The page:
OCDE’s lead language interpreter and translator has been featured in the latest issue of the ATA Chronicle, a national publication produced by the American Translators Association.
In an article titled “Educational Interpreting 101: It’s a Lot Harder than It Looks,” Project Liaison Natalia Abarca writes about her work building a countywide infrastructure for language services, including a professional network that provides multicultural and professional support for educators, parents and liaisons.
“We not only strive to provide families in Orange County with equitable access to high-quality interpreting and translation services,” Abarca writes, “we also work to build collective capacity to help newcomer parents and families navigate the U.S. educational system.”
You can read the article in the current issue on The ATA Chronicle’s website.
Also featured is Katharine Allen, a health care and community interpreter. She writes about the complexities of educational interpreting and how they compare to other specialized fields like mental health.
“In reality, educational interpreters routinely face demands on their skill sets every bit as complicated and nuanced as mental health, workers compensation, court, and conference interpreters, while typically operating without the necessary infrastructure,” she says.
Yet Allen cites OCDE as a standout example, serving a county that speaks 66 languages, including Spanish, which is spoken by a greater percentage of residents than English.
In her section, Abarca writes about arriving at OCDE in 2006 as a newcomer from Ecuador, eight years before she became project liaison.
“Even though I was a native Spanish speaker,” she says, “I felt like a foreigner who needed an interpreter to help me understand the unfamiliar slang and this new way of speaking. I had my own unique accent and few could place my country of origin.”
“These early experiences with different dialects and languages made me ever more passionate about providing accurate language access to almost 500,000 students who attend Orange County’s multicultural schools,” Abarca writes.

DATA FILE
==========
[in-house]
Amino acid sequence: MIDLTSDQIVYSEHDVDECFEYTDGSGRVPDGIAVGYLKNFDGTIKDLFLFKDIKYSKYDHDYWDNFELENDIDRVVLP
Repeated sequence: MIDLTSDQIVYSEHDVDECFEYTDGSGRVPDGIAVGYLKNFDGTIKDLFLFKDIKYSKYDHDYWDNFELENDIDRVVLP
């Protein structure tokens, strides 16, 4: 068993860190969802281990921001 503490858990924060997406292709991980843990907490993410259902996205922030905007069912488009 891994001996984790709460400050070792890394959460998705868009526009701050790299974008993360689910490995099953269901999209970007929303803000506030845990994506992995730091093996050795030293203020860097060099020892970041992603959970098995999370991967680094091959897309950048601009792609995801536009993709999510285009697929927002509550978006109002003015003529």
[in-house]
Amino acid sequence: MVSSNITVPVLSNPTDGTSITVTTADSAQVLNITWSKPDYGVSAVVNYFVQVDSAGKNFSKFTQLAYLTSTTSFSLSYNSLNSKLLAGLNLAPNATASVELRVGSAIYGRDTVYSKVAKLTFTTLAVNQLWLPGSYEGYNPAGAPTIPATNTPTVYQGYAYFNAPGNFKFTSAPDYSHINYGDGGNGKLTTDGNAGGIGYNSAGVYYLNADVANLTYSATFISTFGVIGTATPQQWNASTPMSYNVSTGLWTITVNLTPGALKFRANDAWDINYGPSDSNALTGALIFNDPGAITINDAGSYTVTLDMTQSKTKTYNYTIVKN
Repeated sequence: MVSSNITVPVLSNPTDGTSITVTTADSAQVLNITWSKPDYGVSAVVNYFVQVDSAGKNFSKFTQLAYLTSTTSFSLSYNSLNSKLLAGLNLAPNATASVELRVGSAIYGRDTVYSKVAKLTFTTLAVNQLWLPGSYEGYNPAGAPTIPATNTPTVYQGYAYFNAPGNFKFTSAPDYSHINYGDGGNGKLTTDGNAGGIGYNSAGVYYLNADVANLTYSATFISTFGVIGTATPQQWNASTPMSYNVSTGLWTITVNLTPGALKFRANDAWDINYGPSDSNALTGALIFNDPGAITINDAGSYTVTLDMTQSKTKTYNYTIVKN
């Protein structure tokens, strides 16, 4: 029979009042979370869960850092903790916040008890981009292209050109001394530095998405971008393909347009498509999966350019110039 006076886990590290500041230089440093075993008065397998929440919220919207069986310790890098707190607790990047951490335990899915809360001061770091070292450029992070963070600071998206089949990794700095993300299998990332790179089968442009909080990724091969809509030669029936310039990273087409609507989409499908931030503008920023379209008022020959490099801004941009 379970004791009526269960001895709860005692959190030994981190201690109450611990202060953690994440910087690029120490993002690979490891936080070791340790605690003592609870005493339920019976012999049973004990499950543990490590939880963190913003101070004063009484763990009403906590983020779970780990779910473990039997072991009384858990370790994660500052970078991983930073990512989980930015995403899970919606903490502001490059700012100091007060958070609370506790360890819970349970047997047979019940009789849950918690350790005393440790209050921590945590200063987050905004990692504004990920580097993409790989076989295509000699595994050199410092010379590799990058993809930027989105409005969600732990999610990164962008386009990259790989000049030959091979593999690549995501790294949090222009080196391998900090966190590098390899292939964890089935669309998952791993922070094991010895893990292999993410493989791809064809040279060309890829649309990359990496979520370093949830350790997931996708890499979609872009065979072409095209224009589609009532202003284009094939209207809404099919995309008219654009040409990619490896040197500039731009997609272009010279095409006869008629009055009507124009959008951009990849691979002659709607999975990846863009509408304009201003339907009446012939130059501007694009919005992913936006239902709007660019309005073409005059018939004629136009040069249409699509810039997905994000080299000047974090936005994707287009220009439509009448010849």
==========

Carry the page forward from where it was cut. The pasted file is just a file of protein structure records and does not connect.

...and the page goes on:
In Orange County, she found an immense demand for translation and interpreting services. More than three-quarters of the local districts had monthly requests for interpreting and translations and 82 percent of those requests were for IEP meetings, which are part of the special education process.
Based on survey data, Abarca implemented a number of measures, including ongoing trainings for district-level employees, ethics guidelines for interpreters and an effort to standardize common educational terminology.
She also established an Interpreter of the Year Award recognition program and an annual conference to share new information, tools and best practices. The second annual event sold out in 2018, with 270 people representing nine California county offices of education, 19 Orange County school districts and 24 school districts from other counties.
The third annual Interpreters and Translators Conference will be held Sept. 27-28 at the Hilton Irvine Orange County Airport. For more information or to register, click on the graphic above or visit https://link.ocde.us/interpreters-translators.